Everyday Yarrow Uses for Natural Healing

Yarrow is historically known for its medicinal properties. Find out how you can use it — in all forms — for natural healing and first-aid treatment.
By Julie Bruton-Seal and Matthew Seal
January 24, 2014
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A ready first-aid treatment for wounds and nosebleeds, yarrow has larger uses as a circulatory system remedy that both stops bleeding and moves stagnant blood, preventing and clearing blood clots.
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Alternative medicine and natural healing have reached into every facet of our lives. Lack of confidence in commercial medicine and an interest in getting closer to nature have made formerly-considered “alternative” treatments mainstream. Backyard Medicine (Skyhorse Publishing, 2009), by Julie Bruton-Seal and Matthew Seal, offers fascinating home remedies for everyday ailments. In the following excerpt, find out why they call it a “cure-all” herb with these everyday yarrow uses.

You can purchase this book from the MOTHER EARTH NEWS store: Backyard Medicine.

Yarrow

Achillea millefolium

Yarrow or milfoil is a leading backyard medicine plant. A ready first-aid treatment for wounds and nosebleeds, it has larger uses as a circulatory system remedy that both stops bleeding and moves stagnant blood, preventing and clearing blood clots. It tones the blood vessels and lowers high blood pressure.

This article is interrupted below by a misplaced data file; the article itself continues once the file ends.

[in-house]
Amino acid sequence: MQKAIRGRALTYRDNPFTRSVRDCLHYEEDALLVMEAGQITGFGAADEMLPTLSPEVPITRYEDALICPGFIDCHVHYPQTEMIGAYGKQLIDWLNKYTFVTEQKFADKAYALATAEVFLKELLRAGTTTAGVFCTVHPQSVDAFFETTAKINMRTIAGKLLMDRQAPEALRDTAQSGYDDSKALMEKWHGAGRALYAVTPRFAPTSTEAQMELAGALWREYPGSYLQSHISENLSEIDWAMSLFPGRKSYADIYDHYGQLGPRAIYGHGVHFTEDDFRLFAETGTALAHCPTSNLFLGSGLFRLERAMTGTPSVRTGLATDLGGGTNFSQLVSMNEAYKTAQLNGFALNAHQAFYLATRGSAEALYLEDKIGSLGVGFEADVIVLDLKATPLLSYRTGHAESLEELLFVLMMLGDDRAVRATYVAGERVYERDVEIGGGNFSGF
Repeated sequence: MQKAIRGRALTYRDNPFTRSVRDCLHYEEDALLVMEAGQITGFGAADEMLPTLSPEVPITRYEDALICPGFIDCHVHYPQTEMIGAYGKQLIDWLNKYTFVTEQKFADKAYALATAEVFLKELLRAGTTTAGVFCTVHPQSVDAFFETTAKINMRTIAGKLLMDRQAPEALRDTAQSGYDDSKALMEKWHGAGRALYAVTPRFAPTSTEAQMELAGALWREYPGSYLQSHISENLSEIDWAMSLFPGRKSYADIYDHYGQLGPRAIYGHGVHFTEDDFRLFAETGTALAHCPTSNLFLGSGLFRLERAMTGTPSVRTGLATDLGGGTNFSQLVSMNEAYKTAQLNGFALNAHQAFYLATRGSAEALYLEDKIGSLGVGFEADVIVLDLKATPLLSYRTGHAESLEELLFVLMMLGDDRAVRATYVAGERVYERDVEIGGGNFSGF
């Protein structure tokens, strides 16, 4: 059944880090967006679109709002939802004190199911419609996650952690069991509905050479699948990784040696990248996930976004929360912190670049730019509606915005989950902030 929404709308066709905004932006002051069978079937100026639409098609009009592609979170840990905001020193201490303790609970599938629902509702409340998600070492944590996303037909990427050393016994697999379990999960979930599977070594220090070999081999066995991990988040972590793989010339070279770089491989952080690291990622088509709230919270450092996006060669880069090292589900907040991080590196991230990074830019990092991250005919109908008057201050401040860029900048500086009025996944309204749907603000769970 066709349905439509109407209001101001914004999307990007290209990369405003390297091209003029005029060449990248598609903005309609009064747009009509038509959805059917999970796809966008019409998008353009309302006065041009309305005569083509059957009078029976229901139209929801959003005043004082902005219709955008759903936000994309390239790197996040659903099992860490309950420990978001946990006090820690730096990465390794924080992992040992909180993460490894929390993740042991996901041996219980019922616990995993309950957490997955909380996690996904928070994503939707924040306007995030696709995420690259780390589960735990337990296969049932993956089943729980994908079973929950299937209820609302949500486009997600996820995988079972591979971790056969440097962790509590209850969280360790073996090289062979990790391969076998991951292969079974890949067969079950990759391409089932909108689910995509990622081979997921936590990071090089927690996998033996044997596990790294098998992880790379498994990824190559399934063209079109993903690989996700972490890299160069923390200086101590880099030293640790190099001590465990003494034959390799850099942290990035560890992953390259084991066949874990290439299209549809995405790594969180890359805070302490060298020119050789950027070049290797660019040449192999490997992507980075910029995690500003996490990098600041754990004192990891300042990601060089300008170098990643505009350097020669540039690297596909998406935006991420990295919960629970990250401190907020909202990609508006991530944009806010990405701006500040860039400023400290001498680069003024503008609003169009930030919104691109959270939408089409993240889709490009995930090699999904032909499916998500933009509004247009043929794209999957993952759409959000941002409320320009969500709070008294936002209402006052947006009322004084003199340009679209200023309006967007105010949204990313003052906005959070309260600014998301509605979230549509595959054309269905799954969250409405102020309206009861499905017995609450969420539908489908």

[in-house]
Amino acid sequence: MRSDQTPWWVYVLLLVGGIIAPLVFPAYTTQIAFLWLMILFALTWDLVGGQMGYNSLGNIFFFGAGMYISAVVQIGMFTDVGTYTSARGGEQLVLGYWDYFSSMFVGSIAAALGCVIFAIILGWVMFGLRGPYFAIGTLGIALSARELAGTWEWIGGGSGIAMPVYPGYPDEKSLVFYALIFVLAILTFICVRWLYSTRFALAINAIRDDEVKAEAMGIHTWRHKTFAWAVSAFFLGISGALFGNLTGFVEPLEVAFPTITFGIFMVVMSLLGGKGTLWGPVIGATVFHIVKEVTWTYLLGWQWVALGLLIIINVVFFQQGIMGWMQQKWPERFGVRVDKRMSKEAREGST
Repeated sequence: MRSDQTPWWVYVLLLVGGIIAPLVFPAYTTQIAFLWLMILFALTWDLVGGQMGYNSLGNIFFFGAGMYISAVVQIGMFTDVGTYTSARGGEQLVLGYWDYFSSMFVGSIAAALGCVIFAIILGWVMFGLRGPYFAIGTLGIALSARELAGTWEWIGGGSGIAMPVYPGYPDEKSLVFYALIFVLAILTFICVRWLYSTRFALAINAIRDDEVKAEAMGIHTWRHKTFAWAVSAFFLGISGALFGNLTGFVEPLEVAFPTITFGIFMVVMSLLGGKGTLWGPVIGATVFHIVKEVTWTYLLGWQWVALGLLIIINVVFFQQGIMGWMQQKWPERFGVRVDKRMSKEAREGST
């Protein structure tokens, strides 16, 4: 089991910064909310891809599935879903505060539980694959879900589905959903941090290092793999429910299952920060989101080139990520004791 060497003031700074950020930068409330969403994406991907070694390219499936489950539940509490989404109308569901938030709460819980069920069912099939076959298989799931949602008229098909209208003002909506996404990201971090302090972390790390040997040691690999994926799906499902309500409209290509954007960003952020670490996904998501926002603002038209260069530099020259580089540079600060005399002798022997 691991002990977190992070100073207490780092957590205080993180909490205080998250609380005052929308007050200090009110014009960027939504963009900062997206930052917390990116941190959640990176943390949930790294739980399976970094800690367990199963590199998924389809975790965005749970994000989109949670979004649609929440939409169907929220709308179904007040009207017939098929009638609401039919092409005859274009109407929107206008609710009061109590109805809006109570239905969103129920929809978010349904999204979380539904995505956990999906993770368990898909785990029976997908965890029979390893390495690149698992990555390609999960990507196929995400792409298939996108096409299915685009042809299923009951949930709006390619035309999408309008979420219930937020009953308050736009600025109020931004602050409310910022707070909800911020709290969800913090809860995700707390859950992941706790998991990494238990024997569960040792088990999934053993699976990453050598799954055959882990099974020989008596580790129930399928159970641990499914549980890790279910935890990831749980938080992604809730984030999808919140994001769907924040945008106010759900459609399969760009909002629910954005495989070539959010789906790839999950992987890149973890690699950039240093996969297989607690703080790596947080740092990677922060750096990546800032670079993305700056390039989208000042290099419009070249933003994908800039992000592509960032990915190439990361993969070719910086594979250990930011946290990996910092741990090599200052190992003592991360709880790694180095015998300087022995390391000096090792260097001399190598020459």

Yarrow is beneficial for a wide range of menstrual problems, and is a first-rate fever herb, used as a hot tea to induce sweating.

Yarrow is a famous wound and fever herb, yet today it can pass unnoticed except as a lawn weed. The legendary Achilles used yarrow as a field dressing for his soldiers’ wounds in the Trojan War, and the plant is named for him. A pity, then, he had none handy for his own fatal heel wound!

Asteraceae (Compositae) Daisy family

Description: A short perennial with feathery dark green leaves and flat heads of white or sometimes pink flowers.

Habitat: Roadsides, meadows, and lawns.

Distribution: Found virtually worldwide.

Related species: Several species of Achillea are used medicinally and others are grown as garden plants.

Parts used: Above-ground parts collected when flowering, or leaves gathered as needed.

Cautions: Yarrow can occasionally cause an allergic skin irritation. It is best not given to children under 5 years old, or taken by pregnant or breastfeeding women.

Medicinal Properties

Yarrow is our favorite remedy for nosebleeds, and it’s well worth keeping a patch by the back door if anyone in your family suffers from them. Simply pick a few fresh leaves — available year-round, though at their best in spring and the fall — and rub them between your hands to bruise them, releasing the aromatic oil. Roll the leaves into a nasal plug, insert into the affected nostril and leave until the bleeding completely stops before gently removing the plug.